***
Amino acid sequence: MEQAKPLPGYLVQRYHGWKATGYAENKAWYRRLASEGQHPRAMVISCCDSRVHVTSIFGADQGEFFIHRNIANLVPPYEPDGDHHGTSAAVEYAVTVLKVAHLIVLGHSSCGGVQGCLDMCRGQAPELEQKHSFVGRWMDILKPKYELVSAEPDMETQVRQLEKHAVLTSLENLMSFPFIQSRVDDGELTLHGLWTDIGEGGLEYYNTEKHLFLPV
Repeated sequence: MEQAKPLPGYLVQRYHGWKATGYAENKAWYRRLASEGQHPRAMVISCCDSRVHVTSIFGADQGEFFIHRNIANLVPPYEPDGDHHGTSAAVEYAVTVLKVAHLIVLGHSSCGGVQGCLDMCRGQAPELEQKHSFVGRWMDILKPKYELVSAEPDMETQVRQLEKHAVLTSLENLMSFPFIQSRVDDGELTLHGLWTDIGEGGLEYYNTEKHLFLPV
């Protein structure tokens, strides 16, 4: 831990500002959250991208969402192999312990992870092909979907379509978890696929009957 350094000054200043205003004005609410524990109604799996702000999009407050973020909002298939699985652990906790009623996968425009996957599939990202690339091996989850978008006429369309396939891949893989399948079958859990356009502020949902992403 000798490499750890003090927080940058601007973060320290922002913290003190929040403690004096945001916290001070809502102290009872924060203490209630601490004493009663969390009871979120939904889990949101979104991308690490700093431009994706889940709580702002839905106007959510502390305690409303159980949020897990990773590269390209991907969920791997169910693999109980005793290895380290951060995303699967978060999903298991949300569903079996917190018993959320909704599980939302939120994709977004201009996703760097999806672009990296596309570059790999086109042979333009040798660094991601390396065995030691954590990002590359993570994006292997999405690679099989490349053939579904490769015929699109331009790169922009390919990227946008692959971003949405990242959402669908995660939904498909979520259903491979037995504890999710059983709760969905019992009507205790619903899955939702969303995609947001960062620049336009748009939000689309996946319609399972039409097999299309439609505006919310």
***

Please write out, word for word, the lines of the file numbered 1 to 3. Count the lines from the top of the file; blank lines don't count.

Amino acid sequence: MEQAKPLPGYLVQRYHGWKATGYAENKAWYRRLASEGQHPRAMVISCCDSRVHVTSIFGADQGEFFIHRNIANLVPPYEPDGDHHGTSAAVEYAVTVLKVAHLIVLGHSSCGGVQGCLDMCRGQAPELEQKHSFVGRWMDILKPKYELVSAEPDMETQVRQLEKHAVLTSLENLMSFPFIQSRVDDGELTLHGLWTDIGEGGLEYYNTEKHLFLPV
Repeated sequence: MEQAKPLPGYLVQRYHGWKATGYAENKAWYRRLASEGQHPRAMVISCCDSRVHVTSIFGADQGEFFIHRNIANLVPPYEPDGDHHGTSAAVEYAVTVLKVAHLIVLGHSSCGGVQGCLDMCRGQAPELEQKHSFVGRWMDILKPKYELVSAEPDMETQVRQLEKHAVLTSLENLMSFPFIQSRVDDGELTLHGLWTDIGEGGLEYYNTEKHLFLPV
């Protein structure tokens, strides 16, 4: 831990500002959250991208969402192999312990992870092909979907379509978890696929009957 350094000054200043205003004005609410524990109604799996702000999009407050973020909002298939699985652990906790009623996968425009996957599939990202690339091996989850978008006429369309396939891949893989399948079958859990356009502020949902992403 000798490499750890003090927080940058601007973060320290922002913290003190929040403690004096945001916290001070809502102290009872924060203490209630601490004493009663969390009871979120939904889990949101979104991308690490700093431009994706889940709580702002839905106007959510502390305690409303159980949020897990990773590269390209991907969920791997169910693999109980005793290895380290951060995303699967978060999903298991949300569903079996917190018993959320909704599980939302939120994709977004201009996703760097999806672009990296596309570059790999086109042979333009040798660094991601390396065995030691954590990002590359993570994006292997999405690679099989490349053939579904490769015929699109331009790169922009390919990227946008692959971003949405990242959402669908995660939904498909979520259903491979037995504890999710059983709760969905019992009507205790619903899955939702969303995609947001960062620049336009748009939000689309996946319609399972039409097999299309439609505006919310």